1. Lauren 12, Aug, 2012

    Staying with your current lender eases the refi process, and may be best if their rate is comparable to the other lenders. If you do have money to invest in closing costs, and are willing to pay for a lower rate, use the refinance calculator to determine how many months it will take before you recoup your closing costs in monthly savings and make sure there is little chance of you selling the home before that time. We wish you well in your search. One of two things will happen, you'll either find a way to save yourself some money by refinancing now, or you'll find yourself better prepared to take advantage of the next refinance opportunity that comes your way. Either way you win. Too many people just resign themselves to their current loan and aren't so proactive at exploring opportunities for improving their situation. Calculators4Mortgages applauds you for being such a proactive manager of your financial affairs.

      Reply»  
  2. MASH 09, Sep, 2011

    I have a april 2004 manufactured home and need refinance my current 15yr mortgage at 4.75%. I am more than 6yrs into biweekly payment and the left over amount is lower than the current value of the house. I was offered a lower rate 15yrs loan but it doesn't save me anything and extend the period of loan till 2026 which I don't want. The calculator doesn't help on biweekly payents started sometime in the middle of last 6yrs. I was also offered no closing cost.Can anybody help me out with this problem. I would like to save money if I refinance. Lower payment but need to have some saving too.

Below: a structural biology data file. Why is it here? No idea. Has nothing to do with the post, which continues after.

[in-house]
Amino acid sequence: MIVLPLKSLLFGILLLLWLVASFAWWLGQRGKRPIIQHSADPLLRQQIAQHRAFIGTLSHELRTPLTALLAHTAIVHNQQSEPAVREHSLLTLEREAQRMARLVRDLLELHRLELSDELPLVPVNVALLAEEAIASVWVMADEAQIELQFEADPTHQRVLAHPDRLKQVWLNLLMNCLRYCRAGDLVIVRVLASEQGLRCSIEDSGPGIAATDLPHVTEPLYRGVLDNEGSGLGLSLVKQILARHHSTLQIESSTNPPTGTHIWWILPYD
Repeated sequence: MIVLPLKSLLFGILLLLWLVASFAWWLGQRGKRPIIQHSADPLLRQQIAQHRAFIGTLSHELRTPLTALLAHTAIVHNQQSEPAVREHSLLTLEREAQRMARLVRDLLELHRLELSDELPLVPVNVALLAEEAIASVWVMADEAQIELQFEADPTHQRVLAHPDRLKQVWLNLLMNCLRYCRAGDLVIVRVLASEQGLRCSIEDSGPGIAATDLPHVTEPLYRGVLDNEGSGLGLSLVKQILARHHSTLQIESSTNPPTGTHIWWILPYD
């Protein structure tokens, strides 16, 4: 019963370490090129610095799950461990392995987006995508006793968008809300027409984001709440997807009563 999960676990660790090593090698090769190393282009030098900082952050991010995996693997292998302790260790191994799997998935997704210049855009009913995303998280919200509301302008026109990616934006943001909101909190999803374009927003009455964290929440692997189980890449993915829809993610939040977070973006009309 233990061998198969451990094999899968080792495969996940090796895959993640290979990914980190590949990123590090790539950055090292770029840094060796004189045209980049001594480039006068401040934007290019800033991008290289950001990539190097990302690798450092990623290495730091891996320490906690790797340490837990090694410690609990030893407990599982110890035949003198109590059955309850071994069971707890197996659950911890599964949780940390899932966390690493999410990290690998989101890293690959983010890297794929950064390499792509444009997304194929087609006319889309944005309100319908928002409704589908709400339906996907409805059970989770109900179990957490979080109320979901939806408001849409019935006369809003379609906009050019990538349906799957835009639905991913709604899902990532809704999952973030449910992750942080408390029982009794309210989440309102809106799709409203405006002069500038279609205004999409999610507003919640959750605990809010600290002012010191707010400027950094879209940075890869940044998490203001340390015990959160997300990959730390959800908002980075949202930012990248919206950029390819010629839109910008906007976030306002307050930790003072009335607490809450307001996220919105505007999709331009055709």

Reply»  
  3. Cris 24, Feb, 2010

    We part way through both a 1st and a 2ndwith different $ amounts and time remaining. Do you have a calculator that can help us figure out if we should refi both into a new loan.

      Reply»  
  4. Refinance 10, Feb, 2010

    Interesting.

      Reply»  
  5. Jonathon 08, Jan, 2010

    Works great

      Reply»  
  6. ld 13, May, 2009

    cool

      Reply»  
  7. Linda 20, Mar, 2009

    This is the best, most helpful site for getting mortgage refinancing information. Thank you!

      Reply»  
  8. Chris Cowell 18, Dec, 2008

    Great tool!

      Reply»